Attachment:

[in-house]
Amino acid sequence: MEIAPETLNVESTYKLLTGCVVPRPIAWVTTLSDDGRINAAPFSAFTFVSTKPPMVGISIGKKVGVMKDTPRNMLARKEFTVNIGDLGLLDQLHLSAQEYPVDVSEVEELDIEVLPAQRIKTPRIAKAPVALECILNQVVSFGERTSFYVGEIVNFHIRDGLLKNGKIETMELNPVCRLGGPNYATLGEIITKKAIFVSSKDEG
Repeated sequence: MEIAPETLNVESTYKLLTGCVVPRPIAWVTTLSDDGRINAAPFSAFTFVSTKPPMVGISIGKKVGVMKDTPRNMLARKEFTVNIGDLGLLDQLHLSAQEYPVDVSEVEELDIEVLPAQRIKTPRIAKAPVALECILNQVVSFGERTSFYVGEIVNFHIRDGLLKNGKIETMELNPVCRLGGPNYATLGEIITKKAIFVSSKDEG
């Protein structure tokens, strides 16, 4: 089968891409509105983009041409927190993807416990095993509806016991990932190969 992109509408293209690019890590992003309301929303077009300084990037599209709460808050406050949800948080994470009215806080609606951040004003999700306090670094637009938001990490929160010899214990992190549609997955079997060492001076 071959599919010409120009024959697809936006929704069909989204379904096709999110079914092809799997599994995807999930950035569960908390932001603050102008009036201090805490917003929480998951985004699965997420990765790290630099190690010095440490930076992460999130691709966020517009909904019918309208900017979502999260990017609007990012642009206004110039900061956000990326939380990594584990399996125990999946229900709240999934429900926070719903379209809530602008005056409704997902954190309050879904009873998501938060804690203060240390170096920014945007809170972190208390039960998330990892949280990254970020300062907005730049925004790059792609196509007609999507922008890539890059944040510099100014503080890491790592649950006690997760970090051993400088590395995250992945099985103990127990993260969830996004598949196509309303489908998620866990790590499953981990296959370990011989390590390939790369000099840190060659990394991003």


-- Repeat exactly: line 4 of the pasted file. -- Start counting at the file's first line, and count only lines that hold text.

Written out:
């Protein structure tokens, strides 16, 4: 089968891409509105983009041409927190993807416990095993509806016991990932190969 992109509408293209690019890590992003309301929303077009300084990037599209709460808050406050949800948080994470009215806080609606951040004003999700306090670094637009938001990490929160010899214990992190549609997955079997060492001076 071959599919010409120009024959697809936006929704069909989204379904096709999110079914092809799997599994995807999930950035569960908390932001603050102008009036201090805490917003929480998951985004699965997420990765790290630099190690010095440490930076992460999130691709966020517009909904019918309208900017979502999260990017609007990012642009206004110039900061956000990326939380990594584990399996125990999946229900709240999934429900926070719903379209809530602008005056409704997902954190309050879904009873998501938060804690203060240390170096920014945007809170972190208390039960998330990892949280990254970020300062907005730049925004790059792609196509007609999507922008890539890059944040510099100014503080890491790592649950006690997760970090051993400088590395995250992945099985103990127990993260969830996004598949196509309303489908998620866990790590499953981990296959370990011989390590390939790369000099840190060659990394991003």